The nomenklatura (literally “name list”) was one of the indispensable components of the former Soviet Union. It was indeed a literal list of those—almost always devout Communist Party loyalists—who would receive the favors of the state while the proletariat, those supposed “dictators” of the new paradise, lived in squalor and waited in bread lines.
This list was so meticulously kept Stalin was known as “Comrade Filing Cabinet.” You were either on it or off. And those who fell off, for whatever causes, real or imagined, were usually headed for the Gulag. The nomenklatura kept everyone in line.
In my book—I Know Best: How Moral Narcissism Is Destroying Our Republic, If It Hasn’t Already—I devote a chapter to the rise of a far more subtle and less overtly totalitarian American nomenklatura, one that may be more effective and enduring in the long run (and thus ultimately more threatening to democracy).
WikiLeaks, in its downloads of the “PodestaEmails,” in essence confirms the existence of this American list – who is on and who is off—and reveals its workings in remarkable detail. More downloads are on the way. But what we have already has gone a long way to demonstrating how the people of this country have been lied to and deceived for the preservation of this nomenklatura and its power. We owe Julian Assange and his cohorts a debt.
Most evident from their downloads is the unremitting, almost incestual, alliance between elites (read: Democratic Party leadership) and the press, those who are informing us of what we are supposed to think. The myriad emails between New York Times reporter and CNBC anchor John Harwood and Clinton campaign manager John Podesta would approach the risible were they not so disturbing by implication. Presidential debate moderator Harwood, putatively a journalist, actually acts as an advisor to Podesta in them, warning the campaign manager of the dangers of a potential Ben Carson candidacy and even bragging to him about having tripped up Donald Trump at a debate.
But the presidential debate moderator is far from alone in his fealty to the ways and means of the nomenklatura. The New York Times and the Boston Globe—the emails show, as if we hadn’t guessed already—colluded with the Clinton campaign.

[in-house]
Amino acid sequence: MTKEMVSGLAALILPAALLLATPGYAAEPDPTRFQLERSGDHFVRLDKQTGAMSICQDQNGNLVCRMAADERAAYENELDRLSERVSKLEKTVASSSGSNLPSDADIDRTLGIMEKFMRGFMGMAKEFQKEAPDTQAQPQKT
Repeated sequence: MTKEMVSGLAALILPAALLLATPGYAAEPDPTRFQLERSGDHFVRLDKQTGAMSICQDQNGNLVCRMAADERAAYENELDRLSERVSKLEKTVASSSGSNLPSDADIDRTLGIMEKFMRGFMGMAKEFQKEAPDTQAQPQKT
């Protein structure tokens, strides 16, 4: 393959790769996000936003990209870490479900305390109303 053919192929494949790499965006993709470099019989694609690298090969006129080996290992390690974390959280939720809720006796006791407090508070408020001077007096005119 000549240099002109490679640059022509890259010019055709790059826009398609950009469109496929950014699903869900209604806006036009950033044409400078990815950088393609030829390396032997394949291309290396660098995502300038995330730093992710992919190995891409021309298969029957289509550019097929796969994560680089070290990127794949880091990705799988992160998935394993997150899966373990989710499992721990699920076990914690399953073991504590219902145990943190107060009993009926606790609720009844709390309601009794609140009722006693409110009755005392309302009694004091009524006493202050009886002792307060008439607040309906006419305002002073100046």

But the level of collusion goes much deeper than press and politicians. The Department of Justice itself—the emails also reveal—was in private communication with the Clinton people during the investigation of the Hillary Clinton homebrew server, warning her campaign in advance of a State Department release of emails. Everybody was colluding!
Is anyone surprised at this, at best, legally dubious activity? Probably not at this point. But this underscores the fearlessness of the nomenklatura in transgressing the law in defense of their policy goals and positions. Certain of their own rectitude, they can do no wrong, even if it is wrong.
They are able to do this through a profound moral narcissism that convinces them that they, not the American people, “know best.” It’s a home-grown version of “the ends justify the means,” making the American nomenklatura an inherently totalitarian movement, although more subtle, as I note above, in its actions.
The rise of Donald Trump is in great measure a reaction to the pervasive power of this nomenklatura. But Trump, with his all-too-apparent personality flaws and shallow political knowledge, has not been, thus far, a successful opponent of these elites. Still, he has demonstrated courage not common in political candidates and opened a door that is unlikely to close easily. It remains for future leaders, perhaps emerging from the people themselves, to overcome this nomenklatura and help us retain or reclaim our democratic republic.
Roger L. Simon is an Academy Award-nominated screenwriter and novelist and the co-founder of PJ Media.